Pima County officials are moving forward with a plan to convert a cement quarry into a regional park, which would feature two lakes and several bike amenities.

Nanette Slusser, Pima County’s assistant administrator, said the national headquarters of the CapPortland cement company approached them about turning the land into a park, which the county is calling Corozon de Tres Rios del Norte.

The area is located at I-10 and Orange Grove Road and is at the intersection of the Santa Cruz, Rillito and Canyon del Oro rivers, which Slusser said will make a good connection for the Urban Loop.

In addition to the Urban Loop connections, Slusser said the velodrome committee is considering the area as a potential location for the track. Slusser said they also plan to include a BMX bike park.

According to Slusser, the inclusion of various features of the park is completely dependent on what the public wants.

“We don’t know what will get vetted by the community when we finally go and ask for the funding for different pieces of this,” Slusser said. “Whatever remains is what we will build.”

The plan, which will take 15-20 years, could cost anywhere between $60-100 million to complete, according to Slusser.

She said Pima County bonds will not be the primary funding source for the park. The county will be looking for money from the Corps of Engineers, Bureau of Reclamation and various other federal sources.

Slusser said the water for the two lakes might be swimmable depending on the source.

“When we finish the water campus in three or four years, the water that will be coming from there will be A+ quality,” Slusser said. “In a lot of places, that is swimmable water. People swim in that. We can also use CAP water. There are several different water companies that still need to do recharge.”

Other possible amenities include an amphitheater, soccer fields, a dog park and competition area, a skate park and an remote controlled airplane flying area. Although, Slusser said the lakes would be the biggest feature.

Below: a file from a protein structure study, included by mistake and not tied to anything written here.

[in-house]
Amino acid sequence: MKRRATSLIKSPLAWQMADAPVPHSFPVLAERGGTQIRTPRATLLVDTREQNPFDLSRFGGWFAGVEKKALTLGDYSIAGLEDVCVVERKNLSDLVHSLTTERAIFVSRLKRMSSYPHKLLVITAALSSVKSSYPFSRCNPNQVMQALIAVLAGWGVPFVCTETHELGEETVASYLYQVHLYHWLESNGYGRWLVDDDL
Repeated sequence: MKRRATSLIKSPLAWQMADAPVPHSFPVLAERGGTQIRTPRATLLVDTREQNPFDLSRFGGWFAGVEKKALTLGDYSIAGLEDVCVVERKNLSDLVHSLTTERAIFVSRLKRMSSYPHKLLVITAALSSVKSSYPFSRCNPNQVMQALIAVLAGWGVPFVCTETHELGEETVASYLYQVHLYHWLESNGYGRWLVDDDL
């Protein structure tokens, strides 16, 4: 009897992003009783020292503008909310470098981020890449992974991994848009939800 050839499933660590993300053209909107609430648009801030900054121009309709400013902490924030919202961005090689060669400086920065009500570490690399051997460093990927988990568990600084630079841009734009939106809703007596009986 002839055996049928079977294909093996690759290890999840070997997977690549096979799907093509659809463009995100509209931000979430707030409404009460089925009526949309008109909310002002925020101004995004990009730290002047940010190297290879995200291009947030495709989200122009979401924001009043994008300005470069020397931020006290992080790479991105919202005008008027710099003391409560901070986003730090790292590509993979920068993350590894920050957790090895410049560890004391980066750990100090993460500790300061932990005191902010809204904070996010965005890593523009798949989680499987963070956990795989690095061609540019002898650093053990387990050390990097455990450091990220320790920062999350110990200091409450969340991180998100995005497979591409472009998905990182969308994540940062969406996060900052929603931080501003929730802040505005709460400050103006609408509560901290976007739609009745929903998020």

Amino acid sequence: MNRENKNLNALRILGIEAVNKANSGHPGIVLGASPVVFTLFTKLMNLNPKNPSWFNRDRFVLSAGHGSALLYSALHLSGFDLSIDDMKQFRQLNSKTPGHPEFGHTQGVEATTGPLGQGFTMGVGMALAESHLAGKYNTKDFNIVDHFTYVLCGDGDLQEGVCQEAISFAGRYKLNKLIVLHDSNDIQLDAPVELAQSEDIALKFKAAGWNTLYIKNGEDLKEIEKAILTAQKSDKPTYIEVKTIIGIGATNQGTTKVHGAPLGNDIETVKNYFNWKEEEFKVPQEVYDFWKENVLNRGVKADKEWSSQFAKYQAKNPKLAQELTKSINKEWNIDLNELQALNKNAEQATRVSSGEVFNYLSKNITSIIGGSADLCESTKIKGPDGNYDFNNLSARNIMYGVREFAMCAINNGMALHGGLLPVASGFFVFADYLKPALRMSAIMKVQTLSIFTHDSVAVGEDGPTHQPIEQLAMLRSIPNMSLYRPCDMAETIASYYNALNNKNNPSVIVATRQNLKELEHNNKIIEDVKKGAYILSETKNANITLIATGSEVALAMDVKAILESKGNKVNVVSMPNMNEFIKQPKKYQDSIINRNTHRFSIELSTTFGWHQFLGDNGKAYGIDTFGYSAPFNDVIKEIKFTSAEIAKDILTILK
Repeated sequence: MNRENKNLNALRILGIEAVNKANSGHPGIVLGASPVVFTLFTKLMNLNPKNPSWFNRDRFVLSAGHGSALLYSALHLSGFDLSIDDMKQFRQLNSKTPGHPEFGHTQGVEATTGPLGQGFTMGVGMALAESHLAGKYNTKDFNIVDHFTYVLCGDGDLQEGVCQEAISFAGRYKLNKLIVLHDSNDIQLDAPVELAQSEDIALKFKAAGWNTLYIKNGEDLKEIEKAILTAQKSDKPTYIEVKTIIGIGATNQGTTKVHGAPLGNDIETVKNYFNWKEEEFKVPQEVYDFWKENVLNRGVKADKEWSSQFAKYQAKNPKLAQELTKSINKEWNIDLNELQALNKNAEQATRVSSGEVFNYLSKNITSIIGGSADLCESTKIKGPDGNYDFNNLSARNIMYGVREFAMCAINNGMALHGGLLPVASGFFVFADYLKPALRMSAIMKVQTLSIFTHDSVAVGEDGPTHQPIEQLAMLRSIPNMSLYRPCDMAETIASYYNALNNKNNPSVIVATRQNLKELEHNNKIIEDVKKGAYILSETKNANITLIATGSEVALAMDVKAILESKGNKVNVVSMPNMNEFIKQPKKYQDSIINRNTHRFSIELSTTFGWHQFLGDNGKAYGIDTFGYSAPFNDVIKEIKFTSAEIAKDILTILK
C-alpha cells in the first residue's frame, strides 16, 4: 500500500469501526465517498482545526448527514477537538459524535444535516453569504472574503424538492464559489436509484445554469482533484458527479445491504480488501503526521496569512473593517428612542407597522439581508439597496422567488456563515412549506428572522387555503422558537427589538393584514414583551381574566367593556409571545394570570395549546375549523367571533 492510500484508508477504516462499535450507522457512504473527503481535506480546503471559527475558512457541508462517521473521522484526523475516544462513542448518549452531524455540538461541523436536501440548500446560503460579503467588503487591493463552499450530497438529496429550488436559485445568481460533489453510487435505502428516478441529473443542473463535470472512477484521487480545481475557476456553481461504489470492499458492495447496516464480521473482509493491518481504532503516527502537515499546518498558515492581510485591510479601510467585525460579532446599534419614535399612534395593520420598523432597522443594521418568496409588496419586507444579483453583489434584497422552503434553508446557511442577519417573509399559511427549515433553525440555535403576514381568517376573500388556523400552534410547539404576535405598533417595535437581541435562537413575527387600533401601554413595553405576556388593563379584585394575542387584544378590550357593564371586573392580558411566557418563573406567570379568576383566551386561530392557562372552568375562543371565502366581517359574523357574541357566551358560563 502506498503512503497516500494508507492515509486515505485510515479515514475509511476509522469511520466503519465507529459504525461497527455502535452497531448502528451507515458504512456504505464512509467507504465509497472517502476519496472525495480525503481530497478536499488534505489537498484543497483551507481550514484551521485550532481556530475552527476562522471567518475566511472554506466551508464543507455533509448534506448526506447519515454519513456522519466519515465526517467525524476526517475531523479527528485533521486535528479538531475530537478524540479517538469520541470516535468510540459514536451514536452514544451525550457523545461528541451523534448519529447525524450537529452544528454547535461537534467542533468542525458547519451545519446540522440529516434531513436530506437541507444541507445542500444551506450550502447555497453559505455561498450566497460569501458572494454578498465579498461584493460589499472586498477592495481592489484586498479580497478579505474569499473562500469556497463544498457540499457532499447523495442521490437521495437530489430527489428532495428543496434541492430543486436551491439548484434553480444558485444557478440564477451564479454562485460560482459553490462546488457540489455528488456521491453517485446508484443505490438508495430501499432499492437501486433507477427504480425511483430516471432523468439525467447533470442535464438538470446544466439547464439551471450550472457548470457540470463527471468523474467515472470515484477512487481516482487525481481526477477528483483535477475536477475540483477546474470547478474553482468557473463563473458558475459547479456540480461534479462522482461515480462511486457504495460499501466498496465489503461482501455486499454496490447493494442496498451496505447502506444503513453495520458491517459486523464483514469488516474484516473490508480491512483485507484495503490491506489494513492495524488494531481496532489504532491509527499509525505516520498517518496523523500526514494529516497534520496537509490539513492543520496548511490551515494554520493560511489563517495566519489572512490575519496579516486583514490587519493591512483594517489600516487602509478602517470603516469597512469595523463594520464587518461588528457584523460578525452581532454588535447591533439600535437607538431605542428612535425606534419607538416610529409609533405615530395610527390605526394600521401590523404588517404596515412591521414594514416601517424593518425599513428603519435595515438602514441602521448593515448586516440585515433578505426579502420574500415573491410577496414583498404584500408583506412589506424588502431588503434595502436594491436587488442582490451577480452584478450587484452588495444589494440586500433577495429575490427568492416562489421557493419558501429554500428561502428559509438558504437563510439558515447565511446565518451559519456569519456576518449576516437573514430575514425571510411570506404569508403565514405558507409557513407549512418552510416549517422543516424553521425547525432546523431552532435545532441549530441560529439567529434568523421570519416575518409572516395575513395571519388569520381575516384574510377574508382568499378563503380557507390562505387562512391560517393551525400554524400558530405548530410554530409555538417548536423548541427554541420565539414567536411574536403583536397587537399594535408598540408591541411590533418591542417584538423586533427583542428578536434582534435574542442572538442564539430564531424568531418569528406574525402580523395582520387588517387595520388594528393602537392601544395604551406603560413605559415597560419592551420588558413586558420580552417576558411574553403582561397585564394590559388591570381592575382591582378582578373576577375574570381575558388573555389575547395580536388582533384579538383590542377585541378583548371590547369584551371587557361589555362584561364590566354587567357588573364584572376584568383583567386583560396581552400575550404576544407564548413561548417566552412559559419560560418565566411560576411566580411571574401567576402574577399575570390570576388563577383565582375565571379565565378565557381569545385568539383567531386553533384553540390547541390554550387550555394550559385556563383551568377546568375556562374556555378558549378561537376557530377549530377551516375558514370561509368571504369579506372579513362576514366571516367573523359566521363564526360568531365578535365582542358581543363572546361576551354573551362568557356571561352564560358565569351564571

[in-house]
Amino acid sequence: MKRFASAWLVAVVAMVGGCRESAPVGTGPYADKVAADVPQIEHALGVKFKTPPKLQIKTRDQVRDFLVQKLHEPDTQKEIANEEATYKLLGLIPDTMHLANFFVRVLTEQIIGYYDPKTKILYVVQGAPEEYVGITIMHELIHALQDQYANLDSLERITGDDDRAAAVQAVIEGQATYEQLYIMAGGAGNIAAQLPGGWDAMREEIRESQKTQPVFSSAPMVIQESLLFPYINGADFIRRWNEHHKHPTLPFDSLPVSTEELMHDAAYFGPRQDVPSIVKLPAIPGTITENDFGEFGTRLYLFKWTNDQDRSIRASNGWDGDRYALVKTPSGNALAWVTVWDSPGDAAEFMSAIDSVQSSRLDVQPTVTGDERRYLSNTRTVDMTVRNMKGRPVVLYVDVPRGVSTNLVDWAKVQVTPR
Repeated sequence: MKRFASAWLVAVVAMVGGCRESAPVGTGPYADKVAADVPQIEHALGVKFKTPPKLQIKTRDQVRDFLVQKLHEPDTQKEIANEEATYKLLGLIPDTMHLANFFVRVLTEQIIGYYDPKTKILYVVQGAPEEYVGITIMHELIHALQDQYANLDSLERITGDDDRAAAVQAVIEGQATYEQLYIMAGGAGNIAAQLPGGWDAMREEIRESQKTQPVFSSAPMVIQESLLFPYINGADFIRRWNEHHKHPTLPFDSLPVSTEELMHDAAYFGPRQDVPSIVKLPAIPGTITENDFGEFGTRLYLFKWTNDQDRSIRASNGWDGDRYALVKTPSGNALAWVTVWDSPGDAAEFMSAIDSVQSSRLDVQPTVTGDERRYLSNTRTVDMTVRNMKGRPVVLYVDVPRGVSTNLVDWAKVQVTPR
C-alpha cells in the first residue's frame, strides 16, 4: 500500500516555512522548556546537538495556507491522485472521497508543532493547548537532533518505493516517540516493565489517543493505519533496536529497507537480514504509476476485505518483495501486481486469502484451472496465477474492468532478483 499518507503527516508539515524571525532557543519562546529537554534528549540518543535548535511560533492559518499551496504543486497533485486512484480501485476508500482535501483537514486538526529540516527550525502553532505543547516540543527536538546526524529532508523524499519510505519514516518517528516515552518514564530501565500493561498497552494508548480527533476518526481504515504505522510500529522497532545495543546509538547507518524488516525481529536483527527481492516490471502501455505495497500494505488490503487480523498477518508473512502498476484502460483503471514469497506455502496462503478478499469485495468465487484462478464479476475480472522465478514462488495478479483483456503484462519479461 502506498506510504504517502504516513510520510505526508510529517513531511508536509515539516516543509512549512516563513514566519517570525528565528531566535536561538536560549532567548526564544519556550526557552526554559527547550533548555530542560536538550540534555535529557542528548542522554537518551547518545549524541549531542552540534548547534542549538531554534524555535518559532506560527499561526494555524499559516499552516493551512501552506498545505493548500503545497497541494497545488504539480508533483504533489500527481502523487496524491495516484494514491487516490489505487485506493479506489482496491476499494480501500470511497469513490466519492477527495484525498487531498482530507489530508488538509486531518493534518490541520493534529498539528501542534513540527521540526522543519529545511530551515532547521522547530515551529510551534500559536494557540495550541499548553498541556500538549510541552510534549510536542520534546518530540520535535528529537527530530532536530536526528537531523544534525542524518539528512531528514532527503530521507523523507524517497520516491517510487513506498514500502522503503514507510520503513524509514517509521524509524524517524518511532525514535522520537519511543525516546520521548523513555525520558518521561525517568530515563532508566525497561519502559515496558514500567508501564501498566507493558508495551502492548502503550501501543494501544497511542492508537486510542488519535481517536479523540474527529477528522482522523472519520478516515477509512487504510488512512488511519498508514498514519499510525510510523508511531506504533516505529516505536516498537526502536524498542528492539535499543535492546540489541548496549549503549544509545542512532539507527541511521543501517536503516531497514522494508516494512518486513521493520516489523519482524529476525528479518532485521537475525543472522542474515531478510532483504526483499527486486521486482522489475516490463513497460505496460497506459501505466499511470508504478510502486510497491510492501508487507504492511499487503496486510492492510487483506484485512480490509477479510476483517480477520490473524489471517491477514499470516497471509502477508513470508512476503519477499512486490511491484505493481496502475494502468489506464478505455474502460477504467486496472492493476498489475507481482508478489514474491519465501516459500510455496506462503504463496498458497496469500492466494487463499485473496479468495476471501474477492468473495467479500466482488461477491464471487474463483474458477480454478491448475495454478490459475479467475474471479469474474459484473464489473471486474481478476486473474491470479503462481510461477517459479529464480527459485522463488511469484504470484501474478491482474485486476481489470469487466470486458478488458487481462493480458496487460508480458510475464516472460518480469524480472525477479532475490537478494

“Having surface water in the desert is a big draw,” Slusser said.

Download the presentation about the project here.

8 thoughts on “Pima County plans lake-front park with several bike amenities”
  1. Yeah, just what we need — another smelly fake lake and bike paths that don’t go anywhere.

    How about doing something productive instead, like maintaining the deteriorating bike lanes and paths we already have on the east side?

  2. I’m all for more bike facilities, but why another bmx park essentially right down the street from the Kory Laos park? I agree with MJS, the east side needs some love, both on the infrastructure & the recreation side.

  3. Charge everyone 5/1 buck(s) to park an auto/bi-vehicle. Have the money in know time. P.S. put up some long term lock to my bicycle (or else).

    I agree the city can build a few sidewalks instead of dirt paths for a cool 60 million.
    It could be worse like Minneapolis where you don’t have a bike lane or two the whole lane is covered in potholes which was at one point patched.

  4. So the same guys who can’t support building a network of enhanced residential bike routes, with signals to help people cross the big roads, because they were not ‘regional’ enough, now think we need 30 soccer fields and two lakes up in the arm pit of the community. Way to go PC.

    The funny thing is, you’ll probably have an easier time getting this by the neighbors than the little trailhead on Cat Hwy.

  5. Is Pima County Parks & Rec (PCPR@pima.gov) the the department to contact with public comments on this plan?

  6. Slusser predicts a 15-20 year implementation of this project. It’s a time frame fraught with huge funding difficulty especially since it involves looking for federal sources.

    Which would you prefer:

    A velodrome in a sensible location such as described by Red Star in comments here:


    up and running by 2013,

    or Huckleberry’s understandably over-bundled and problematic plan for a velodrome by 2025 to 2030?

    Which do you prefer and why?

  7. Sweet deal for the cement company – a whopping tax writeoff (or better, we don’t know all the conditions) instead of being stuck with property they couldn’t sell in a *good* economy without $pending to fill in the holes.

    On the other hand, filling these holes with water would result in *legitimate* water table recharge, and not the “pump CAP into a hole and right back out of the same hole and tell the consumers it’s recharged ground water” type of phonybalony-recharge they’re doing now.

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